Friday, November 8, 2013

Hospitality, Geneva Style

Guest: a person entertained in one's house; a person to whom hospitality is extended. -Merriam-Webster's Dictionary
A guest never forgets the host who treated him kindly  -Homer

Our anniversary trip to Florence required a 4-hour layover in Switzerland. I do not care for sitting in an airport any longer than necessary, so I proposed extending the four hours to four days in Geneva. I've never seen Switzerland, and the extra days on the ground would help relieve the jet lag from an 8-hour flight.

 That decision afforded my wife and I the opportunity to experience hospitality, Geneva-style.

It was our first time booking with, a booking site where travelers stay in a person's home instead of a hotel room. After verifying your identity and requesting (not booking) a reservation a person is "invited" to stay in an entire apartment (or private room, or shared room).

 We were invited by Kathy, the owner of a cozy 1-bedroom apartment, complete with kitchen, 1.5 baths and living room, located in the countryside just five minutes from Geneva International Airport.

 Kathy had only known me from my Airbnb profile and photograph, but she treated us as if we were special guests. The kitchen was stocked with food because she did not want us to be hunting down a grocery store as soon as we arrived. A bottle of wine was waiting for us because she knew this was our anniversary trip.

 And she made available maps, travel brochures, information on Geneva attractions and two complimentary transportation passes for the duration of our stay.

 We enjoyed long walks to a local village (Le Grand Saconnex) a short 15-minute walk from our apartment, as well as beautiful views just outside our door of the Swiss Alps.

 Our decompression after a long flight was made easier by our extended layover in Geneva: the Hospitality Hound recommends more than a few hours to anyone flying a great distance.

A highlight of our trip was the extra special care and consideration shown by Kathy, our friend and host, that truly made us feel like more than a reservation on a hotel database. We have kept in touch with her since our return home nearly two months ago...something I have not done with the manager of a Marriott Hotel one or two trips previous.

The English essayist Max Beerbohm said people are either born hosts or born guests.

 Our new friend in Geneva is a born host, one who truly exemplifies the meaning of hospitality.

Monday, May 28, 2012

Doesn't Get More Peaceful Than This...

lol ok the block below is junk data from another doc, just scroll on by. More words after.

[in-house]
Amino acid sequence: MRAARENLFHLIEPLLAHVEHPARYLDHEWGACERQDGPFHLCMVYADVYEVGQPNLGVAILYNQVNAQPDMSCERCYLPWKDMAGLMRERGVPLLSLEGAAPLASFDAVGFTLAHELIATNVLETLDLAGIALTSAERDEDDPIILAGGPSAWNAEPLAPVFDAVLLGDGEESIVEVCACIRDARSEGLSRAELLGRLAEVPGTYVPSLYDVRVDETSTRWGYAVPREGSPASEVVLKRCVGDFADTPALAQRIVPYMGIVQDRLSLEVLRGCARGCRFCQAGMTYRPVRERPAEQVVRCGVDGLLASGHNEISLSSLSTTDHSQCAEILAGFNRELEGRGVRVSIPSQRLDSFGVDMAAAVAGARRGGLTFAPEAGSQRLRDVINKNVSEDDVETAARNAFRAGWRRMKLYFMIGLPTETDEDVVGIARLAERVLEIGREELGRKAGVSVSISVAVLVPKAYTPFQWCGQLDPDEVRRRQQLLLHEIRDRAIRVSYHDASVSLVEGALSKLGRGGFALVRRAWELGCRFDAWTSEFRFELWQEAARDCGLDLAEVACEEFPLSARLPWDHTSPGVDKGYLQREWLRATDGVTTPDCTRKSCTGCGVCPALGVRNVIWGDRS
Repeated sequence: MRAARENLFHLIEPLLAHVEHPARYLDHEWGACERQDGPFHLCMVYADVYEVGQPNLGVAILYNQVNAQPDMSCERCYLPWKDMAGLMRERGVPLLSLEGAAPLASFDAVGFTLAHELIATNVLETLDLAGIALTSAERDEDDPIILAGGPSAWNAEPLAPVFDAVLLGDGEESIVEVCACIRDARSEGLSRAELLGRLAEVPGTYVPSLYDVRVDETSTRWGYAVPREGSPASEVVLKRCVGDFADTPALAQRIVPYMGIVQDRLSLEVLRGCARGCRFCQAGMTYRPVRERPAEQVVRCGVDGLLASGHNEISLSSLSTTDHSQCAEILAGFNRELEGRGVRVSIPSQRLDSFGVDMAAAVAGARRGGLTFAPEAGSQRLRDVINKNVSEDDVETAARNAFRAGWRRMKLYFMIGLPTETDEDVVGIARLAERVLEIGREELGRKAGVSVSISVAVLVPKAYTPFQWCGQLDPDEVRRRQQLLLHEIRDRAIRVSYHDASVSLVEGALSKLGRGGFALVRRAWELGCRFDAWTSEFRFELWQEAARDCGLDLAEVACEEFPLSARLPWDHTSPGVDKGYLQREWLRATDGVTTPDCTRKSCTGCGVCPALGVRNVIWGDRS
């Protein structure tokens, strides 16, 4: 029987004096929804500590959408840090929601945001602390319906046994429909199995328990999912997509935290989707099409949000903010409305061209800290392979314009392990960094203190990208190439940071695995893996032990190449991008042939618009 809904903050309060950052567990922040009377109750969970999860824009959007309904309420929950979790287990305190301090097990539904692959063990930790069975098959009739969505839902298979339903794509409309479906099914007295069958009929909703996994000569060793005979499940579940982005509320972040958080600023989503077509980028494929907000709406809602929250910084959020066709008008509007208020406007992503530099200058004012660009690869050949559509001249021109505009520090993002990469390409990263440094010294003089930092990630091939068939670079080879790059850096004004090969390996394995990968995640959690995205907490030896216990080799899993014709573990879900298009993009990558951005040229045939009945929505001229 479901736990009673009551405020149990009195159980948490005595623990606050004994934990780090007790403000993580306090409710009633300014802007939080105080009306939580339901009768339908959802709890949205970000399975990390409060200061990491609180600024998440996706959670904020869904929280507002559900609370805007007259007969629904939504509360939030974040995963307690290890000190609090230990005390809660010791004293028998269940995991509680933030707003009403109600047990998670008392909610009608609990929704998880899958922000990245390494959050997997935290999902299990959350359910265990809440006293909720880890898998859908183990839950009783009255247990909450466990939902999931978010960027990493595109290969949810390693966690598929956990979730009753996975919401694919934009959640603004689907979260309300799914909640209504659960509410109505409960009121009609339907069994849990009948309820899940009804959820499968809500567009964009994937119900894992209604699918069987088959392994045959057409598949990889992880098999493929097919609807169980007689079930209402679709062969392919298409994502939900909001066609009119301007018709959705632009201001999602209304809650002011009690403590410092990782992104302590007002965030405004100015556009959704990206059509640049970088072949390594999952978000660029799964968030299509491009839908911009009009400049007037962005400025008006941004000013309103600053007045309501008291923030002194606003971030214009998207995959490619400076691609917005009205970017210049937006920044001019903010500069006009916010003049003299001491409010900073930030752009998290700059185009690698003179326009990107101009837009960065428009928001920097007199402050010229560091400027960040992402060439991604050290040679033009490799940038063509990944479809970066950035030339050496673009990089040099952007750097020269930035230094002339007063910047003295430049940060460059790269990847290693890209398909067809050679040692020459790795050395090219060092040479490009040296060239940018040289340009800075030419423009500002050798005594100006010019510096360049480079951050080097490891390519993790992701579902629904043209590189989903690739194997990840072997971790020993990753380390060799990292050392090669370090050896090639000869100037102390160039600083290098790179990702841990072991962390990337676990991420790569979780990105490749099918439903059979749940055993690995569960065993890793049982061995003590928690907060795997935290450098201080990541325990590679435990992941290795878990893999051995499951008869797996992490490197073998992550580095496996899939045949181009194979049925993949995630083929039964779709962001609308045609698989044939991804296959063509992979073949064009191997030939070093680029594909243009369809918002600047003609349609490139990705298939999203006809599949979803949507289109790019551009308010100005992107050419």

Antietam Overlook Farm does just that: overlooks the Antietam National Battlefield. The view is spectacular, even if you are looking down at the site of a bloody skirmish that took place 150 years ago.

But the inn was a marked contrast to what transpired a century-and-a-half ago. Once we got off the main highway it took us about half an hour to reach our accomodations. The ride through farm and horse country was beautiful but not easily traversed. Once we arrived we were a little tired, very surprised and extremely pleased.

Our innkeepers made us feel quite at home, and our room was well-appointed, and the only thing missing from "civilization" was a television (which we didn't miss). In fact, none of the rooms had televisions; only WiFi. There was a parlor with games, books, magazines, coffee and complementary water, soda, beer, wine and hard liquor (brandy, scotch, etc.; house brands in decanters).

Yes, that's correct. It was the first time any bed and breakfast I’ve stayed in offered something beyond sherry and crumpets between 4 and 5 pm. We had a variety of beverages at our disposal…anytime of day or night.

Our first morning’s breakfast consisted of hot fudge sundaes! We said we were full and couldn’t eat anymore, and our server Linda offered to put them in the refrigerator for consumption later in the afternoon. The breakfasts were delicious, and we could eat them in the main dining room, on the rear porch, or even our room's patio.  

That's one thing I appreciated about the inn: you did not have to eat "family style" if that was your preference. One morning we ate with the other guests, and that was enjoyable in itself.

        Our innkeeper Michelle was always helpful with local information, and pretty much gave us run of the house. We were made to feel comfortable right from the time we crossed their threshold until it was time to cross it the other way. They truly were hospitable innkeepers, ones we’ll never forget.